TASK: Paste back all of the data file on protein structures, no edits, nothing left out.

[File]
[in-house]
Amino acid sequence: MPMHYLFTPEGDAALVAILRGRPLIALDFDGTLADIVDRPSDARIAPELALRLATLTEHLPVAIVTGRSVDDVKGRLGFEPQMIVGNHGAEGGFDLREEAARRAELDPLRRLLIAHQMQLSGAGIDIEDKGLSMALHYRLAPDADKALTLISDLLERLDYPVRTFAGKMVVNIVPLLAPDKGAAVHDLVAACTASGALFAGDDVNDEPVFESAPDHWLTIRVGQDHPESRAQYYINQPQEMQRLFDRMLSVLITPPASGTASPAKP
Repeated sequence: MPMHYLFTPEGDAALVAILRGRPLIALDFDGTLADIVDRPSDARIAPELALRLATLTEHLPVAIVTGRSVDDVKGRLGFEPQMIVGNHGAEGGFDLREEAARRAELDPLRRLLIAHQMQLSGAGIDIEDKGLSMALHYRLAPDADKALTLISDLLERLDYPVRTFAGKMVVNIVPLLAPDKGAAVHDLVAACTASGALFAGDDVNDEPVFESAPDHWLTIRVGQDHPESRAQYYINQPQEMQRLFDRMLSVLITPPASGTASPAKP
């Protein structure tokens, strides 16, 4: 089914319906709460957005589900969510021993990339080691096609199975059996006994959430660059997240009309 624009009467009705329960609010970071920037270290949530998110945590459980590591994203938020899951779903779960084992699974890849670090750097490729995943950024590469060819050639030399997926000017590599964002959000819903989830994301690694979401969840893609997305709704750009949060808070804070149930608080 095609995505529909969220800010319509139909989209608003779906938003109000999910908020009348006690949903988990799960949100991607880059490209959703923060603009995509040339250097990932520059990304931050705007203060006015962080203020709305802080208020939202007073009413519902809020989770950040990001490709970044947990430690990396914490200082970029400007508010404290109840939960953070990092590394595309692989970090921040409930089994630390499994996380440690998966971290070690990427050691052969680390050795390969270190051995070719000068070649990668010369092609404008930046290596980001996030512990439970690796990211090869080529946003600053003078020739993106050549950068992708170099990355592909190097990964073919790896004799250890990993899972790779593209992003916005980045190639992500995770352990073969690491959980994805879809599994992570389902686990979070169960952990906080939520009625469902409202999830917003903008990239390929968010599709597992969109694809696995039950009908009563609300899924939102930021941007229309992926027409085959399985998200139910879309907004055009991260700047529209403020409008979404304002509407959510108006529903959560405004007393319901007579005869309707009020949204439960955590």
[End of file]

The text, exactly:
[in-house]
Amino acid sequence: MPMHYLFTPEGDAALVAILRGRPLIALDFDGTLADIVDRPSDARIAPELALRLATLTEHLPVAIVTGRSVDDVKGRLGFEPQMIVGNHGAEGGFDLREEAARRAELDPLRRLLIAHQMQLSGAGIDIEDKGLSMALHYRLAPDADKALTLISDLLERLDYPVRTFAGKMVVNIVPLLAPDKGAAVHDLVAACTASGALFAGDDVNDEPVFESAPDHWLTIRVGQDHPESRAQYYINQPQEMQRLFDRMLSVLITPPASGTASPAKP
Repeated sequence: MPMHYLFTPEGDAALVAILRGRPLIALDFDGTLADIVDRPSDARIAPELALRLATLTEHLPVAIVTGRSVDDVKGRLGFEPQMIVGNHGAEGGFDLREEAARRAELDPLRRLLIAHQMQLSGAGIDIEDKGLSMALHYRLAPDADKALTLISDLLERLDYPVRTFAGKMVVNIVPLLAPDKGAAVHDLVAACTASGALFAGDDVNDEPVFESAPDHWLTIRVGQDHPESRAQYYINQPQEMQRLFDRMLSVLITPPASGTASPAKP
């Protein structure tokens, strides 16, 4: 089914319906709460957005589900969510021993990339080691096609199975059996006994959430660059997240009309 624009009467009705329960609010970071920037270290949530998110945590459980590591994203938020899951779903779960084992699974890849670090750097490729995943950024590469060819050639030399997926000017590599964002959000819903989830994301690694979401969840893609997305709704750009949060808070804070149930608080 095609995505529909969220800010319509139909989209608003779906938003109000999910908020009348006690949903988990799960949100991607880059490209959703923060603009995509040339250097990932520059990304931050705007203060006015962080203020709305802080208020939202007073009413519902809020989770950040990001490709970044947990430690990396914490200082970029400007508010404290109840939960953070990092590394595309692989970090921040409930089994630390499994996380440690998966971290070690990427050691052969680390050795390969270190051995070719000068070649990668010369092609404008930046290596980001996030512990439970690796990211090869080529946003600053003078020739993106050549950068992708170099990355592909190097990964073919790896004799250890990993899972790779593209992003916005980045190639992500995770352990073969690491959980994805879809599994992570389902686990979070169960952990906080939520009625469902409202999830917003903008990239390929968010599709597992969109694809696995039950009908009563609300899924939102930021941007229309992926027409085959399985998200139910879309907004055009991260700047529209403020409008979404304002509407959510108006529903959560405004007393319901007579005869309707009020949204439960955590």